By the time I found the pile of bloodied nurse costumes, almost nothing would have surprised me. This one reached nearly to the ceiling, hundreds or thousands of white vinyl dresses crumpled and stacked, strewn and sprawled, covered in blood. White nurses' caps stuck out at odd angles, studding the heap with crisp red crosses.
     I found the costumes and I felt, for the first time since this whole thing began, that I truly belonged somewhere. I could crawl into this mountain of white and red, I could hide in it until the danger passed, or at least until the danger came to find me. All the mistakes I had made this night, everything from my nurse outfit to the way I had left things with Andrew: all of it seemed justified, purposeful, in light of this gigantic pile of bloody clothing.
     I eased myself in, with some struggle and much noise. The vinyl surrounding me squealed against the vinyl on my body, making a sound like a thousand balloons rubbing together at once. The center of the pile was dark, slippery, and wet with blood, either real or fake. I hardly noticed the distinction anymore: sweet or salty, warm or cold, it was all horrible, and I curled up in it.
     I thought about the events upstairs, and who the killer might have been. I thought about Andrew and how nice he had been to me, and how incredibly, unbelievably nice he probably was to people who were dressed normally in normal situations where nobody feared or resented them. What had he been thinking right before he was axed? Had he been thinking about me?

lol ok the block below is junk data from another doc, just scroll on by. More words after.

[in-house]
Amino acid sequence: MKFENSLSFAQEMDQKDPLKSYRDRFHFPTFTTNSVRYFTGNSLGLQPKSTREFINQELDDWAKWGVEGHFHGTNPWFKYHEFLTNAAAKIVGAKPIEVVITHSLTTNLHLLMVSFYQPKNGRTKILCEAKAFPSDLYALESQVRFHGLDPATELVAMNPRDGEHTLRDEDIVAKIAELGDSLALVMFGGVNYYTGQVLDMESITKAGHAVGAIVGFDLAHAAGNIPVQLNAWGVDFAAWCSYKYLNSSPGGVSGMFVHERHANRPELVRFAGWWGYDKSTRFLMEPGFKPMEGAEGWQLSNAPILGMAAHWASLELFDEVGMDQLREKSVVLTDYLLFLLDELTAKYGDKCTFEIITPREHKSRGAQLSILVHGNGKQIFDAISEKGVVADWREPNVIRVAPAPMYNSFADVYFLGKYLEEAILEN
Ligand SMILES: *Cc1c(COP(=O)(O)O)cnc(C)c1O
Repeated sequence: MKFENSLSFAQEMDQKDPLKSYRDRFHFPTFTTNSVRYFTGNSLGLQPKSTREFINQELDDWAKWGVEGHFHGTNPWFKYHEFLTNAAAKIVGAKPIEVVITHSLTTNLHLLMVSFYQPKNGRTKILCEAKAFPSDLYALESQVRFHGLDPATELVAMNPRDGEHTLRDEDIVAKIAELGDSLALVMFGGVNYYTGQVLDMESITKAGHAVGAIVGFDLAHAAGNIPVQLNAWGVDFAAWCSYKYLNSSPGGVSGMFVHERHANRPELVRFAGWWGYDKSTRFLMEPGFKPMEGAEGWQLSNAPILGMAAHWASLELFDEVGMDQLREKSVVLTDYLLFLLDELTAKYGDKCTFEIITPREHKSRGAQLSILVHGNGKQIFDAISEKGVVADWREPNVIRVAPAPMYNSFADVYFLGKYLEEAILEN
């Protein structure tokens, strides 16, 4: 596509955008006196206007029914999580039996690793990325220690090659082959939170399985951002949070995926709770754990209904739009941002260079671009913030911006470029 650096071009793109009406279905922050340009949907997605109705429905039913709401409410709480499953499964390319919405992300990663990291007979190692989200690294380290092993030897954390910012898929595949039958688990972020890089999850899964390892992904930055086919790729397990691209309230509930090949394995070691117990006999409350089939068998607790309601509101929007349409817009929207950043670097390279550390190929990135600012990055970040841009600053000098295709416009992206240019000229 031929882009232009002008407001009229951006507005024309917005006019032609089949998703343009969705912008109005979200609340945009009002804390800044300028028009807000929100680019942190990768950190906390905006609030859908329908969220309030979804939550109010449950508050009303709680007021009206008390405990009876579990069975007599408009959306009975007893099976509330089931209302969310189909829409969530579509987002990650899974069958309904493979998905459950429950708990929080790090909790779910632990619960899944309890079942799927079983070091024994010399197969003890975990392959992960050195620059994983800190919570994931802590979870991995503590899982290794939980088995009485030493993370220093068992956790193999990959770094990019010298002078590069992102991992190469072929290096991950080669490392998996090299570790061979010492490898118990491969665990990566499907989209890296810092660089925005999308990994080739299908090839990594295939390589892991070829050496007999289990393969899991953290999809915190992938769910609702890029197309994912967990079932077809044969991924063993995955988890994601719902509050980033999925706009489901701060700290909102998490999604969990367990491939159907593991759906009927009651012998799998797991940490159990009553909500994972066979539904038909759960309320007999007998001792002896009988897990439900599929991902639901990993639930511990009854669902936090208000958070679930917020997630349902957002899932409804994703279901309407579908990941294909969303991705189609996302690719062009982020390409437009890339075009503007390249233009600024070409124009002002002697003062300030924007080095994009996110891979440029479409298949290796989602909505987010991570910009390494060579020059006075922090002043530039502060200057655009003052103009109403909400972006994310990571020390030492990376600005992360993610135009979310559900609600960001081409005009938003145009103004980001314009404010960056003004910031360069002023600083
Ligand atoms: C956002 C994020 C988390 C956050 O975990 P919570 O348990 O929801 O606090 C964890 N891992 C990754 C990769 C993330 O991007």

It was horrible, like I said, lying like a dead nurse among a pile of bloody costumes. It was horrible, but at the same time it was not so bad. It was not so bad, and at the same time it was horrible. But there was a feeling building in me now that I hadn't felt since I'd shown up at this stupid party: I was excited. Something was going to happen. Either this would work, or it wouldn't. Either I would be spared, or I would die. Either death was something that could be fooled, outwitted, outplayed, or it was not. However things ended, I would learn something about the world in which, for the moment, I continued to live.